> Would you please comment further on the nutrient content of this
Be glad to.
> We've worked with and around compost for years now - and
> have found its best use is as an attempt to add organic matter to the
Do you look at the addition of microbes and humates also?
> The nutrient contents have been on the order of 1:1:1 or less
> after full composting. Very little help nutrient-wise in cropping
What is your basis for this statement?
> What is the typical analysis of this proposed compost?
Less than 1-1-1 with a full compliment of chelated micronutrients, low
salts, > 20:1 C/N ratio and a wide variety of soil organisms, least of
which are mychorizial fungi sp.
> And what
> are the application rates planned for it?
Depending upon soil type and cropping, 2-4 T/acreThanks.
> W. Bryan Smith, Area Extension Agent - Irrigation / Water
> Quality Clemson Extension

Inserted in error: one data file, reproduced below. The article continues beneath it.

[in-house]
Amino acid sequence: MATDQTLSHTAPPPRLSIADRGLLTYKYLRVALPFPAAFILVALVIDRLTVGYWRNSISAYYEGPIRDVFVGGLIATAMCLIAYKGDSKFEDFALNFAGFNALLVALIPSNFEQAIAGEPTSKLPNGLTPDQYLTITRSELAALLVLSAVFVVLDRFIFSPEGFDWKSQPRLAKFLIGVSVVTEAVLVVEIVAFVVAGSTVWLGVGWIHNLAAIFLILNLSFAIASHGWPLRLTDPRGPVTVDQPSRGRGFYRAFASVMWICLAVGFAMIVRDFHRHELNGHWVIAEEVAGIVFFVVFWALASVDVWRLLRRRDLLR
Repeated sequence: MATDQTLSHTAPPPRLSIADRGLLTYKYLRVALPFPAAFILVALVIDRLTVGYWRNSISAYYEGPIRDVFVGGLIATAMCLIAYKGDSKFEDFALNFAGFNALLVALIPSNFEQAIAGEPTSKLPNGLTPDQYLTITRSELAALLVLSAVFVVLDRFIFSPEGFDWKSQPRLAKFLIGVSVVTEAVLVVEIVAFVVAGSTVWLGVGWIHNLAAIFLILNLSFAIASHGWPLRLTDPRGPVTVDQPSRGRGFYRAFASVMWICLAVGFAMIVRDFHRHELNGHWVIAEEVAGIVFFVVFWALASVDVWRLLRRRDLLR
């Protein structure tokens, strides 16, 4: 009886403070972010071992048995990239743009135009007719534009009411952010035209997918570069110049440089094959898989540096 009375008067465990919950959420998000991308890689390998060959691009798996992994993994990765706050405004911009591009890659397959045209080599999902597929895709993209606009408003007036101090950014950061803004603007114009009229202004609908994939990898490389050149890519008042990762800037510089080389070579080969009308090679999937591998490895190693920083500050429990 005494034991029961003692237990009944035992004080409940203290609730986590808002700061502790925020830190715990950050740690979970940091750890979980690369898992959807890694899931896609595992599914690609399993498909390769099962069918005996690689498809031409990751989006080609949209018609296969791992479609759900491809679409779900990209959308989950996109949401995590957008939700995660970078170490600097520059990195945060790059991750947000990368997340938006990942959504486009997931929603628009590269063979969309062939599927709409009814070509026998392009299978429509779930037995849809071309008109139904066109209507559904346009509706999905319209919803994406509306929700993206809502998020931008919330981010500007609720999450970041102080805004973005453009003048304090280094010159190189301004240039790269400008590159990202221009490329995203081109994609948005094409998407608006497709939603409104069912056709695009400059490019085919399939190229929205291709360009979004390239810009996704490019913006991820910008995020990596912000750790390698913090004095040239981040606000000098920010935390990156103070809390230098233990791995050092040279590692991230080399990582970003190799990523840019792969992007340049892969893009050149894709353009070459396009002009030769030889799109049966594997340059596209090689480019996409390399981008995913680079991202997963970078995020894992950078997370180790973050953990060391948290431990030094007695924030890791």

> P.O. Box 160, Newberry, South Carolina 29108
> USA Office: 803 276-1091 FAX:
> 803 276-1095 E-mail:
We have a question we'd like to ask you. Do you believe in the ability of
microbial soil life to fixate N and demineralize P and K at a rate
necessary for healthy plant growth? Also, after 50 yrs of intensive urea
fertilization in the San Joaquin Valley and the Mississippi Delta areas,
do you see an increase in residual salts, hardpan formation and an
increase in soil borne plant pathogens?Maybe some of the readers on the
list this has been forwarded to, would also like to share their thoughts.
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